Friday on the Fringe was full of free offerings, but fun, not free, is the word that epitomized the night for me. I left feeling happy, energized, and excited about the festival; music, dance and photography cavorting in my brain.
Sisters of Murphy, a local band that fuses traditional Celtic drinking songs with rock 'n' roll played at that Manhattan Square bowl, a venue that worked well acoustically. I have been meaning to hear this band ever since I heard its name -- the play on the classic Goth band Sisters of Mercy spoke to me. These guys obviously had a biting sense of humor with a touch of Sesame Street. And they did not disappoint.
Frontman Mark Tichenor (on concertina) frequently drew laughter from the crowd with his spot-on humor -- humor that also found its way into the lyrics. The refrain of the group's original "The Rehab Song" had me chuckling. "Johnny, I can save you. Johnny, I can save you. But first you have to put the whiskey down."
Then there was "Katie Dear," off "Holy Show."
"This one goes out to every girl named Katie," Tichenor quipped to the audience. "How many Katies do we have tonight? We love you Katies."
The huge audience was enjoying themselves immensely, dancing to the music with moves from hip-hop to simple rhythmic swaying. The band was good at connecting with its listeners verbally; plus the members were fun to watch. The band's other frontmanJona Chartrand (on electric guitar) had the rock 'n' roll moves to keep the audience on their feet. Besides, the music was too good to sit still too. It went from tender to ribald emotionally and just grabbed and held you musically.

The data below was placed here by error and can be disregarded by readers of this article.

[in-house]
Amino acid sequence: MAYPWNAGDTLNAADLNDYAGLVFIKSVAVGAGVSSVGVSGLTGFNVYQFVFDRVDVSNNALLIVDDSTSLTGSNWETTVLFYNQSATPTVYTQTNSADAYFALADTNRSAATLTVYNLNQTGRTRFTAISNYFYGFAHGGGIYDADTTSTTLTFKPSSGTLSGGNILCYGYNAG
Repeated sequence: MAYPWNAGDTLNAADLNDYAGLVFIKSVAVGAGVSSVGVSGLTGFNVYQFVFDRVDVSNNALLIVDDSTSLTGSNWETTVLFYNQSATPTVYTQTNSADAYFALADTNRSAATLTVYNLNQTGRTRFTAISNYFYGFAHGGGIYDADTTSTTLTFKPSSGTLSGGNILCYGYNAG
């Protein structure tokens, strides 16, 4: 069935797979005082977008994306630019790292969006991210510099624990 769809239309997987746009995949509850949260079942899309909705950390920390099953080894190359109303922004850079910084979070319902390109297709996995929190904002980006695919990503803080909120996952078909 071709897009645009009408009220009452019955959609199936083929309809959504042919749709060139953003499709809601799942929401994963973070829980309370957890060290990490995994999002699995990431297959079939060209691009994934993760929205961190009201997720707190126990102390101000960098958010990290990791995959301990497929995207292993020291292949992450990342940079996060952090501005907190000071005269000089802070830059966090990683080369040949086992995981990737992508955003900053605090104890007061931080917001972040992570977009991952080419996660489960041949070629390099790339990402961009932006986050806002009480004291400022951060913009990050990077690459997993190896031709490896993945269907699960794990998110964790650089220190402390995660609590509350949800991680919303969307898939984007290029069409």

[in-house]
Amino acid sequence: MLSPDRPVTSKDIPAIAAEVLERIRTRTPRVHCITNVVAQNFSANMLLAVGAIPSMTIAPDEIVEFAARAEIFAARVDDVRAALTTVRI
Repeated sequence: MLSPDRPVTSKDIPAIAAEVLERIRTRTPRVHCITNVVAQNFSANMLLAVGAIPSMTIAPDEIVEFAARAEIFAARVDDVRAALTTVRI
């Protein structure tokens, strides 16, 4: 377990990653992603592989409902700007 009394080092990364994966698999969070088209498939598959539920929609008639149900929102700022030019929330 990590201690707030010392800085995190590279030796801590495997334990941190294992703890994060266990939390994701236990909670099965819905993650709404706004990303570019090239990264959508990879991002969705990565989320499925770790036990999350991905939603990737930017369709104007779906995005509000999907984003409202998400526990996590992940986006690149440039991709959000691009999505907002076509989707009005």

Next, I caught FuturPointe Dance and Carrie Mateosian in "Unbridled" which took place in the Spiegelgarden. This high octane production had a juicy voyeuristic vibe since we were basically seeing a live photo shoot of gorgeous, scantily-clad dancers moving sensually as fine arts photographer Mateosian snapped away, her shots projected immediately upon a large screen.
The featured dancers, Liam Knighten and Melinda Phillips, were turned into other-worldly creatures via body art before Mateosian started capturing their images. First, Mateosian smoothed a white cream onto their bodies, then poured colored sand over them, the dancers assisting in the transformation. The audience gathered close, watching spellbound as first Phillips, then Knighten, seemed to revel in their new identities, losing themselves (and us) in exalting movement -- crouching and rising, writhing and extending -- exploring physicality and movement in their changed state. And, finally, moving together in skin-tingling connections.
Guy Thorne, co-founder of the five-year-old company, played the role of commentator in this production. While his dancing was missed, he contributed humor and depth to what we were observing.
"The play of textures -- the sand versus the complexion of the body -- helps create a dynamic image," he said.
Although this show featured less choreographed dancing than most of its contemporary-based performances, the show opened with six FuturPointe dancers enthralling us with their loose-limbed rhythmic moves, sassy and sexy. They looked to be enjoying themselves too, perhaps even as much as we were enjoying watching them.
FuturPointe Dance and Carrie Mateosian will perform "Unbridled" again on Friday, September 26, and Saturday, September 27. Both shows are at 8:30 p.m. and are free.